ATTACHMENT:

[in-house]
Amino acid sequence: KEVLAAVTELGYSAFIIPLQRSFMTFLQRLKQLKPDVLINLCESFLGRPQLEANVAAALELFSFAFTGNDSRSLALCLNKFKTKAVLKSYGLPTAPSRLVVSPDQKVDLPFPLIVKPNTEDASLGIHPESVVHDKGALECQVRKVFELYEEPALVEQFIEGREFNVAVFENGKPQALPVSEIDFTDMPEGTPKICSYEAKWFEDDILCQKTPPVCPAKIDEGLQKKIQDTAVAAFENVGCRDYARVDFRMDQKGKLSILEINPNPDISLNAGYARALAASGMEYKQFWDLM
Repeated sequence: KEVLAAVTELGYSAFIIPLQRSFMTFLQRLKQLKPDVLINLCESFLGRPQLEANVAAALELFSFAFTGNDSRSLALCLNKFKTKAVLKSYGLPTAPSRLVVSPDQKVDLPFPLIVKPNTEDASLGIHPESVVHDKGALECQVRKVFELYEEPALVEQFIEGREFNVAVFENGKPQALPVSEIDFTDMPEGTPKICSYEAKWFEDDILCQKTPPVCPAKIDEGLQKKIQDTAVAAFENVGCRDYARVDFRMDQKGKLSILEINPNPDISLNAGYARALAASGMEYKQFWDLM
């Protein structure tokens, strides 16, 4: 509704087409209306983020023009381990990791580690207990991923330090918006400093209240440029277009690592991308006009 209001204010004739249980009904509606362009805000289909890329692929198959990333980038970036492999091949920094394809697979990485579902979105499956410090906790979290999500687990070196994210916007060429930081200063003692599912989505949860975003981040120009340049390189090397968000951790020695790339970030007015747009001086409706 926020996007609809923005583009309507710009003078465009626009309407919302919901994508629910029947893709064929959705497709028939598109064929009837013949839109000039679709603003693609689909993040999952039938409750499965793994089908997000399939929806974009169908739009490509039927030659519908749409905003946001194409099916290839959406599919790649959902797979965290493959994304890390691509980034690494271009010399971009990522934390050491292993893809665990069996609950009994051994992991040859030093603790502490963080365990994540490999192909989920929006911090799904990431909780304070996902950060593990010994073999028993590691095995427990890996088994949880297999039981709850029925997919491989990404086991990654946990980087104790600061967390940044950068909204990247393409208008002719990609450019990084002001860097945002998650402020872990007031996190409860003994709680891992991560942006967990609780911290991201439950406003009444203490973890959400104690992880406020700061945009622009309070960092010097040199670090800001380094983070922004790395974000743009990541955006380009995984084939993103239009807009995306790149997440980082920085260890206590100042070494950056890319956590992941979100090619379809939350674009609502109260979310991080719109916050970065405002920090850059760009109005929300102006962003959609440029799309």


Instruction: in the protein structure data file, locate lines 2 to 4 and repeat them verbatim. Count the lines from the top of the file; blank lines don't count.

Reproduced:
Amino acid sequence: KEVLAAVTELGYSAFIIPLQRSFMTFLQRLKQLKPDVLINLCESFLGRPQLEANVAAALELFSFAFTGNDSRSLALCLNKFKTKAVLKSYGLPTAPSRLVVSPDQKVDLPFPLIVKPNTEDASLGIHPESVVHDKGALECQVRKVFELYEEPALVEQFIEGREFNVAVFENGKPQALPVSEIDFTDMPEGTPKICSYEAKWFEDDILCQKTPPVCPAKIDEGLQKKIQDTAVAAFENVGCRDYARVDFRMDQKGKLSILEINPNPDISLNAGYARALAASGMEYKQFWDLM
Repeated sequence: KEVLAAVTELGYSAFIIPLQRSFMTFLQRLKQLKPDVLINLCESFLGRPQLEANVAAALELFSFAFTGNDSRSLALCLNKFKTKAVLKSYGLPTAPSRLVVSPDQKVDLPFPLIVKPNTEDASLGIHPESVVHDKGALECQVRKVFELYEEPALVEQFIEGREFNVAVFENGKPQALPVSEIDFTDMPEGTPKICSYEAKWFEDDILCQKTPPVCPAKIDEGLQKKIQDTAVAAFENVGCRDYARVDFRMDQKGKLSILEINPNPDISLNAGYARALAASGMEYKQFWDLM
């Protein structure tokens, strides 16, 4: 509704087409209306983020023009381990990791580690207990991923330090918006400093209240440029277009690592991308006009 209001204010004739249980009904509606362009805000289909890329692929198959990333980038970036492999091949920094394809697979990485579902979105499956410090906790979290999500687990070196994210916007060429930081200063003692599912989505949860975003981040120009340049390189090397968000951790020695790339970030007015747009001086409706 926020996007609809923005583009309507710009003078465009626009309407919302919901994508629910029947893709064929959705497709028939598109064929009837013949839109000039679709603003693609689909993040999952039938409750499965793994089908997000399939929806974009169908739009490509039927030659519908749409905003946001194409099916290839959406599919790649959902797979965290493959994304890390691509980034690494271009010399971009990522934390050491292993893809665990069996609950009994051994992991040859030093603790502490963080365990994540490999192909989920929006911090799904990431909780304070996902950060593990010994073999028993590691095995427990890996088994949880297999039981709850029925997919491989990404086991990654946990980087104790600061967390940044950068909204990247393409208008002719990609450019990084002001860097945002998650402020872990007031996190409860003994709680891992991560942006967990609780911290991201439950406003009444203490973890959400104690992880406020700061945009622009309070960092010097040199670090800001380094983070922004790395974000743009990541955006380009995984084939993103239009807009995306790149997440980082920085260890206590100042070494950056890319956590992941979100090619379809939350674009609502109260979310991080719109916050970065405002920090850059760009109005929300102006962003959609440029799309």